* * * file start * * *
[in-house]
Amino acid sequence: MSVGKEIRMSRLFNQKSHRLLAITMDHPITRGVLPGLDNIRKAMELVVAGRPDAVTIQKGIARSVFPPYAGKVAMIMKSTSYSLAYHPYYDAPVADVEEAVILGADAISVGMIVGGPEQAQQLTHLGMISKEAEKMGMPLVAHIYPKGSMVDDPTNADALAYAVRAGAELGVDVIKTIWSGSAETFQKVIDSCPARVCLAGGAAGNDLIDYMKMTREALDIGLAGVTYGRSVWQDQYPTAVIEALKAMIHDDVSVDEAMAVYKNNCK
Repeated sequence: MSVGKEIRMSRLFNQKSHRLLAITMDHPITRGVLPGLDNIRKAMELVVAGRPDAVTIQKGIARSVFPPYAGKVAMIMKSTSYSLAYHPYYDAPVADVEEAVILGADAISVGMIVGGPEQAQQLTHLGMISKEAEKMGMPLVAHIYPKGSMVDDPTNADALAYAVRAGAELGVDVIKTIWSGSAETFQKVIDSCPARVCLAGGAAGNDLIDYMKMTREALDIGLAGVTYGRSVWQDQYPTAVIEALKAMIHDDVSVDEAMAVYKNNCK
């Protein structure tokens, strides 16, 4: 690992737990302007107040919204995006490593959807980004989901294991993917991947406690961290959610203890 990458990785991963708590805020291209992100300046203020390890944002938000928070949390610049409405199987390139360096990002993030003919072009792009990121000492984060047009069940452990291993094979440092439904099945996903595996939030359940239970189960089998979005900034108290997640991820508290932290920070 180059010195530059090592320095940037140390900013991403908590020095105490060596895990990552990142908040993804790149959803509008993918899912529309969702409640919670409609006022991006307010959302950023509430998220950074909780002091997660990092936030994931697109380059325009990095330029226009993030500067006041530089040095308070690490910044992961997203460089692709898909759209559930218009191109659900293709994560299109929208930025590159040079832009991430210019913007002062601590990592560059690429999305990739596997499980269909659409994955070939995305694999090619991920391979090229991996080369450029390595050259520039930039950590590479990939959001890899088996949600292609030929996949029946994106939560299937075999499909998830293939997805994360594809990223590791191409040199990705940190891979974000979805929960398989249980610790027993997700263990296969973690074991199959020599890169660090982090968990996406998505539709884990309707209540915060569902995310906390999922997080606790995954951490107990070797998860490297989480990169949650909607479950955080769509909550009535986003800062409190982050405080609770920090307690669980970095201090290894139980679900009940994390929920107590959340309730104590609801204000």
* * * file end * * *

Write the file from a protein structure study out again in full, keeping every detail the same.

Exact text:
[in-house]
Amino acid sequence: MSVGKEIRMSRLFNQKSHRLLAITMDHPITRGVLPGLDNIRKAMELVVAGRPDAVTIQKGIARSVFPPYAGKVAMIMKSTSYSLAYHPYYDAPVADVEEAVILGADAISVGMIVGGPEQAQQLTHLGMISKEAEKMGMPLVAHIYPKGSMVDDPTNADALAYAVRAGAELGVDVIKTIWSGSAETFQKVIDSCPARVCLAGGAAGNDLIDYMKMTREALDIGLAGVTYGRSVWQDQYPTAVIEALKAMIHDDVSVDEAMAVYKNNCK
Repeated sequence: MSVGKEIRMSRLFNQKSHRLLAITMDHPITRGVLPGLDNIRKAMELVVAGRPDAVTIQKGIARSVFPPYAGKVAMIMKSTSYSLAYHPYYDAPVADVEEAVILGADAISVGMIVGGPEQAQQLTHLGMISKEAEKMGMPLVAHIYPKGSMVDDPTNADALAYAVRAGAELGVDVIKTIWSGSAETFQKVIDSCPARVCLAGGAAGNDLIDYMKMTREALDIGLAGVTYGRSVWQDQYPTAVIEALKAMIHDDVSVDEAMAVYKNNCK
């Protein structure tokens, strides 16, 4: 690992737990302007107040919204995006490593959807980004989901294991993917991947406690961290959610203890 990458990785991963708590805020291209992100300046203020390890944002938000928070949390610049409405199987390139360096990002993030003919072009792009990121000492984060047009069940452990291993094979440092439904099945996903595996939030359940239970189960089998979005900034108290997640991820508290932290920070 180059010195530059090592320095940037140390900013991403908590020095105490060596895990990552990142908040993804790149959803509008993918899912529309969702409640919670409609006022991006307010959302950023509430998220950074909780002091997660990092936030994931697109380059325009990095330029226009993030500067006041530089040095308070690490910044992961997203460089692709898909759209559930218009191109659900293709994560299109929208930025590159040079832009991430210019913007002062601590990592560059690429999305990739596997499980269909659409994955070939995305694999090619991920391979090229991996080369450029390595050259520039930039950590590479990939959001890899088996949600292609030929996949029946994106939560299937075999499909998830293939997805994360594809990223590791191409040199990705940190891979974000979805929960398989249980610790027993997700263990296969973690074991199959020599890169660090982090968990996406998505539709884990309707209540915060569902995310906390999922997080606790995954951490107990070797998860490297989480990169949650909607479950955080769509909550009535986003800062409190982050405080609770920090307690669980970095201090290894139980679900009940994390929920107590959340309730104590609801204000």